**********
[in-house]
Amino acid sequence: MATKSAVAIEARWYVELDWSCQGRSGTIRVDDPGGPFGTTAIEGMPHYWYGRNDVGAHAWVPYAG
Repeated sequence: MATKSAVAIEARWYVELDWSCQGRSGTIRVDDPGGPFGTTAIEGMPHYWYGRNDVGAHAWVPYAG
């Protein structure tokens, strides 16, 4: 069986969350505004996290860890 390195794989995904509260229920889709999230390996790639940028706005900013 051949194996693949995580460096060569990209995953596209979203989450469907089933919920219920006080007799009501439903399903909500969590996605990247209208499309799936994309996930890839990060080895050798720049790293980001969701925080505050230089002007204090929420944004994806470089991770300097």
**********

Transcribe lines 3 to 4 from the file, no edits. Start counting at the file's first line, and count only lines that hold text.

Repeated sequence: MATKSAVAIEARWYVELDWSCQGRSGTIRVDDPGGPFGTTAIEGMPHYWYGRNDVGAHAWVPYAG
């Protein structure tokens, strides 16, 4: 069986969350505004996290860890 390195794989995904509260229920889709999230390996790639940028706005900013 051949194996693949995580460096060569990209995953596209979203989450469907089933919920219920006080007799009501439903399903909500969590996605990247209208499309799936994309996930890839990060080895050798720049790293980001969701925080505050230089002007204090929420944004994806470089991770300097």